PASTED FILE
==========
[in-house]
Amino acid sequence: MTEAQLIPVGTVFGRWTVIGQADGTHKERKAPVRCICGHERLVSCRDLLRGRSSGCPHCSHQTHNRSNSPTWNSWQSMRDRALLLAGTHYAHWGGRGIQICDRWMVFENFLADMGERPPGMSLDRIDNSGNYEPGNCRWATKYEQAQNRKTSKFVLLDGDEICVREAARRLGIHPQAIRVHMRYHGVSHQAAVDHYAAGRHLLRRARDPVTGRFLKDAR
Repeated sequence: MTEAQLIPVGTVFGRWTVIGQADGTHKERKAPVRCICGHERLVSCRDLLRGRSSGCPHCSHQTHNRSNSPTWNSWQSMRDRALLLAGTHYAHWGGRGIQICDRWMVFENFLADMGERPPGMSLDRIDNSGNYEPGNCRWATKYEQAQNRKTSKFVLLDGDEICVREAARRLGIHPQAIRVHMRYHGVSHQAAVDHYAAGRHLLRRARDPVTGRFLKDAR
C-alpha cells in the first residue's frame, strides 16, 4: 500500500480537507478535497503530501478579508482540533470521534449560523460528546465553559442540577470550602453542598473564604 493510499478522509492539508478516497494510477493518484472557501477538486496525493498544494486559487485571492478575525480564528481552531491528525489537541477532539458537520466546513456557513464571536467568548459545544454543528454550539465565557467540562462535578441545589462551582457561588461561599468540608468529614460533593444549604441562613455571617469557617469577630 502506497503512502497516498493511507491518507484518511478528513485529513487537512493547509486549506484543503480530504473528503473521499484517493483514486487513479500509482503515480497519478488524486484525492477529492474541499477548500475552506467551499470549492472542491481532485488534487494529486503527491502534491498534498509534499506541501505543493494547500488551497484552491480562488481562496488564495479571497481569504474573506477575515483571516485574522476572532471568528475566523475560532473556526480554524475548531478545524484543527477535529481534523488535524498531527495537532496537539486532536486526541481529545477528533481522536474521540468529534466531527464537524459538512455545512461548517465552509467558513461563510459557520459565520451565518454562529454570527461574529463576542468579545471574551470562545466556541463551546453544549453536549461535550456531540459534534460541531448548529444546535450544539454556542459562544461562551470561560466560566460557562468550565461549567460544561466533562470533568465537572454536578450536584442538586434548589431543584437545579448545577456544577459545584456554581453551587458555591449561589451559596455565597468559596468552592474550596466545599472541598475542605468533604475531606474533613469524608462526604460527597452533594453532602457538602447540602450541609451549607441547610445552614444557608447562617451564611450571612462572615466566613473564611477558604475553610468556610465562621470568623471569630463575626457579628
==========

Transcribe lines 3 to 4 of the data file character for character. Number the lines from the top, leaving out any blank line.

Repeated sequence: MTEAQLIPVGTVFGRWTVIGQADGTHKERKAPVRCICGHERLVSCRDLLRGRSSGCPHCSHQTHNRSNSPTWNSWQSMRDRALLLAGTHYAHWGGRGIQICDRWMVFENFLADMGERPPGMSLDRIDNSGNYEPGNCRWATKYEQAQNRKTSKFVLLDGDEICVREAARRLGIHPQAIRVHMRYHGVSHQAAVDHYAAGRHLLRRARDPVTGRFLKDAR
C-alpha cells in the first residue's frame, strides 16, 4: 500500500480537507478535497503530501478579508482540533470521534449560523460528546465553559442540577470550602453542598473564604 493510499478522509492539508478516497494510477493518484472557501477538486496525493498544494486559487485571492478575525480564528481552531491528525489537541477532539458537520466546513456557513464571536467568548459545544454543528454550539465565557467540562462535578441545589462551582457561588461561599468540608468529614460533593444549604441562613455571617469557617469577630 502506497503512502497516498493511507491518507484518511478528513485529513487537512493547509486549506484543503480530504473528503473521499484517493483514486487513479500509482503515480497519478488524486484525492477529492474541499477548500475552506467551499470549492472542491481532485488534487494529486503527491502534491498534498509534499506541501505543493494547500488551497484552491480562488481562496488564495479571497481569504474573506477575515483571516485574522476572532471568528475566523475560532473556526480554524475548531478545524484543527477535529481534523488535524498531527495537532496537539486532536486526541481529545477528533481522536474521540468529534466531527464537524459538512455545512461548517465552509467558513461563510459557520459565520451565518454562529454570527461574529463576542468579545471574551470562545466556541463551546453544549453536549461535550456531540459534534460541531448548529444546535450544539454556542459562544461562551470561560466560566460557562468550565461549567460544561466533562470533568465537572454536578450536584442538586434548589431543584437545579448545577456544577459545584456554581453551587458555591449561589451559596455565597468559596468552592474550596466545599472541598475542605468533604475531606474533613469524608462526604460527597452533594453532602457538602447540602450541609451549607441547610445552614444557608447562617451564611450571612462572615466566613473564611477558604475553610468556610465562621470568623471569630463575626457579628